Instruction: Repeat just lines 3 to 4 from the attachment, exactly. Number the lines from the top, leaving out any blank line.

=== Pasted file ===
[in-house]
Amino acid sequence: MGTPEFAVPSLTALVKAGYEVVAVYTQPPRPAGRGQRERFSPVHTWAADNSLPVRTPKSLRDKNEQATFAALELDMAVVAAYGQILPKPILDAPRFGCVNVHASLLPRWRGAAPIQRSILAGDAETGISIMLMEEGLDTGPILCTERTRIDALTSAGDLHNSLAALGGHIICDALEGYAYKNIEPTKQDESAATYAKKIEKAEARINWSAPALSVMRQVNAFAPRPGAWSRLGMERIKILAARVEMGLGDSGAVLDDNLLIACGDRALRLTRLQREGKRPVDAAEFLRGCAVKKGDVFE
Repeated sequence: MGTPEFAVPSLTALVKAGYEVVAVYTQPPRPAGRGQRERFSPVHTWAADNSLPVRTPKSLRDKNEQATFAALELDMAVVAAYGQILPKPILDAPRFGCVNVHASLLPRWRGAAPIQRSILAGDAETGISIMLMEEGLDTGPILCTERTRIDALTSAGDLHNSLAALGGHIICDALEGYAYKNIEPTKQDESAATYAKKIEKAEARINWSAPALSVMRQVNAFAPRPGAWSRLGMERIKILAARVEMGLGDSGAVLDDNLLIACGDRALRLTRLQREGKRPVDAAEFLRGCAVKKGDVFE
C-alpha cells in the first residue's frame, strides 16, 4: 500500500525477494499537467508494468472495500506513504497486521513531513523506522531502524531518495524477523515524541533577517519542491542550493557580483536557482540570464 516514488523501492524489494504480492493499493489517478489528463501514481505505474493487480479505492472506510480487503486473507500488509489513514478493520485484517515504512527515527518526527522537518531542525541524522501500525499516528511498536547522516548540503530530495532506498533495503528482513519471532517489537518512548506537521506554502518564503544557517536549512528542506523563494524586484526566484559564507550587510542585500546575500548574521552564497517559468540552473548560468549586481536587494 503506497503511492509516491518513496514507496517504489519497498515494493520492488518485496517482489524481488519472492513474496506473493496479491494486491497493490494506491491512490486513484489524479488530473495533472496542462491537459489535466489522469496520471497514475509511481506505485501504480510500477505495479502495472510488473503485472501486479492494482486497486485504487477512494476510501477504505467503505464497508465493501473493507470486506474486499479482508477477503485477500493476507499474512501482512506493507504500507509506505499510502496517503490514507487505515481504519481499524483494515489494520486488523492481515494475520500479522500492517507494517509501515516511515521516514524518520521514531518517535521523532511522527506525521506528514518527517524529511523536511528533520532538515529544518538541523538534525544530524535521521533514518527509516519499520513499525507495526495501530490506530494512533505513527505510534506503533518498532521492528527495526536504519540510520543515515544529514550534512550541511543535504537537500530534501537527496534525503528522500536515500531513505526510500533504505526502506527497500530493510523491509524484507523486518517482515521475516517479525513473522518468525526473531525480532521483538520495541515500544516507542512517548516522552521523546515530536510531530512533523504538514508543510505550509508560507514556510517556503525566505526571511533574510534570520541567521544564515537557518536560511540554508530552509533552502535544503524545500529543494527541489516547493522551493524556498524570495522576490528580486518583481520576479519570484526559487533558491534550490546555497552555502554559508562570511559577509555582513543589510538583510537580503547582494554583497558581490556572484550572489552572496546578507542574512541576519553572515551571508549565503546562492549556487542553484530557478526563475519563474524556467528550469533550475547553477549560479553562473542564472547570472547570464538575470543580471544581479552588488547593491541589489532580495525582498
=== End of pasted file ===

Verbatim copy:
Repeated sequence: MGTPEFAVPSLTALVKAGYEVVAVYTQPPRPAGRGQRERFSPVHTWAADNSLPVRTPKSLRDKNEQATFAALELDMAVVAAYGQILPKPILDAPRFGCVNVHASLLPRWRGAAPIQRSILAGDAETGISIMLMEEGLDTGPILCTERTRIDALTSAGDLHNSLAALGGHIICDALEGYAYKNIEPTKQDESAATYAKKIEKAEARINWSAPALSVMRQVNAFAPRPGAWSRLGMERIKILAARVEMGLGDSGAVLDDNLLIACGDRALRLTRLQREGKRPVDAAEFLRGCAVKKGDVFE
C-alpha cells in the first residue's frame, strides 16, 4: 500500500525477494499537467508494468472495500506513504497486521513531513523506522531502524531518495524477523515524541533577517519542491542550493557580483536557482540570464 516514488523501492524489494504480492493499493489517478489528463501514481505505474493487480479505492472506510480487503486473507500488509489513514478493520485484517515504512527515527518526527522537518531542525541524522501500525499516528511498536547522516548540503530530495532506498533495503528482513519471532517489537518512548506537521506554502518564503544557517536549512528542506523563494524586484526566484559564507550587510542585500546575500548574521552564497517559468540552473548560468549586481536587494 503506497503511492509516491518513496514507496517504489519497498515494493520492488518485496517482489524481488519472492513474496506473493496479491494486491497493490494506491491512490486513484489524479488530473495533472496542462491537459489535466489522469496520471497514475509511481506505485501504480510500477505495479502495472510488473503485472501486479492494482486497486485504487477512494476510501477504505467503505464497508465493501473493507470486506474486499479482508477477503485477500493476507499474512501482512506493507504500507509506505499510502496517503490514507487505515481504519481499524483494515489494520486488523492481515494475520500479522500492517507494517509501515516511515521516514524518520521514531518517535521523532511522527506525521506528514518527517524529511523536511528533520532538515529544518538541523538534525544530524535521521533514518527509516519499520513499525507495526495501530490506530494512533505513527505510534506503533518498532521492528527495526536504519540510520543515515544529514550534512550541511543535504537537500530534501537527496534525503528522500536515500531513505526510500533504505526502506527497500530493510523491509524484507523486518517482515521475516517479525513473522518468525526473531525480532521483538520495541515500544516507542512517548516522552521523546515530536510531530512533523504538514508543510505550509508560507514556510517556503525566505526571511533574510534570520541567521544564515537557518536560511540554508530552509533552502535544503524545500529543494527541489516547493522551493524556498524570495522576490528580486518583481520576479519570484526559487533558491534550490546555497552555502554559508562570511559577509555582513543589510538583510537580503547582494554583497558581490556572484550572489552572496546578507542574512541576519553572515551571508549565503546562492549556487542553484530557478526563475519563474524556467528550469533550475547553477549560479553562473542564472547570472547570464538575470543580471544581479552588488547593491541589489532580495525582498